Bulldog Drummond Escapes
The superexcellently ennui-ridden captain lands in a pea soup, finds a girl on the road (Kiss Me Deadly), murder in the marshes, a plot to counterfeit war loan certificates, and all of it under the nose of Inspector, that is, Commissioner Nielson of Scotland Yard.
The Last Train from Madrid
The Spanish Civil War, while it still was raging.
Zinnemann has Anthony Quinn and certain elements of the composition, notably the ending, in Behold a Pale Horse.
A general resemblance to Sternberg’s Shanghai Express will be noted.
There are various reasons for exiting the Republic, a Republican soldier gives his life to uphold them.
Tom Milne (Time Out Film Guide) could not follow the subtle comprehension and complicated treatment, he pronounced it an “atrocious farrago”.
Great guns took aim, “probably the worst film of the decade” (Graham Greene), “a glib little fiction” (Frank S. Nugent), both cited in Halliwell’s Film Guide, which borrows one of Nugent’s characterizations, “topical”.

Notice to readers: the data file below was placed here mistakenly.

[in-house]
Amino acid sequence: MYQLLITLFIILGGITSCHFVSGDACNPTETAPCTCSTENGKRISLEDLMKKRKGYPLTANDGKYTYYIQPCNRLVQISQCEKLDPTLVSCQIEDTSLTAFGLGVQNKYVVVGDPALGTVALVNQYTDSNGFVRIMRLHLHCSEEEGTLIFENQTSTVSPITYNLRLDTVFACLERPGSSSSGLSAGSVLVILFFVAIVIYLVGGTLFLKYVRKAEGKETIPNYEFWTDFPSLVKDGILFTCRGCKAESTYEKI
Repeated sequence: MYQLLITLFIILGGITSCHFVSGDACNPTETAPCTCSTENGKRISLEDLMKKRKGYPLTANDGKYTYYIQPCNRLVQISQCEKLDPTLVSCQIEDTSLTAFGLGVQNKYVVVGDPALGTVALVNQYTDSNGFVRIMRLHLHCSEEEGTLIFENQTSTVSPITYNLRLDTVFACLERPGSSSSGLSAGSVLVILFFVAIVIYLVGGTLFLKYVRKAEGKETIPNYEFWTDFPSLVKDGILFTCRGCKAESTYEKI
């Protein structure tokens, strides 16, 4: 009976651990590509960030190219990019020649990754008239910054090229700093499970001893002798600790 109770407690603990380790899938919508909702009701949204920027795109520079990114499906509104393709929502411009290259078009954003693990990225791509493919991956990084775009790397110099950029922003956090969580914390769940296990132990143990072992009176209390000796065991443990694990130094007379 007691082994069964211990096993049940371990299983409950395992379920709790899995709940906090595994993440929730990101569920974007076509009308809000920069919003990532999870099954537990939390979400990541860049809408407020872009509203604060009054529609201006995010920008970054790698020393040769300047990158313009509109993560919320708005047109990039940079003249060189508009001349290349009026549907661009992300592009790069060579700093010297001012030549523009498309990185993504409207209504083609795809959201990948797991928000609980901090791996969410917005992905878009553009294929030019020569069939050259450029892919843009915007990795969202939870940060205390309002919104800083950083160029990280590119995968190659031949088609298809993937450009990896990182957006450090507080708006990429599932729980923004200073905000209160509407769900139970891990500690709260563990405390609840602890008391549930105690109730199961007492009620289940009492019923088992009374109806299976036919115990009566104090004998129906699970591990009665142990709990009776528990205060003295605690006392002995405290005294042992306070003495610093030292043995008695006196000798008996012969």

Bulldog Drummond’s Peril
A man who thinks, a man who creates, say, imperils the industry of thought and the empire of creation, where everything is tabulated, catalogued and valuated.
The syndicate that controls all this goes after him, the unsuccessful rival is another threat (money is his concern, too).
Drummond is nearly married and nearly merry, the gift of a top-hatted penguin shows him the corpse under the table, a life of wedded tedium contemplated in Switzerland is avoided, only just.
Nugent of the New York Times affected condescension.
Poe and Wilde are adduced in excellent humor.
Bulldog Drummond’s Secret Police
They are Algy Longworth, Tennyson the butler, and Commissioner Nielson, who makes the joke.
Royalist gold missed by the Roundheads lies somewhere in Drummond’s digs, newly-opened for his wedding.
Nugent (New York Times) pooh-poohed this very daintily.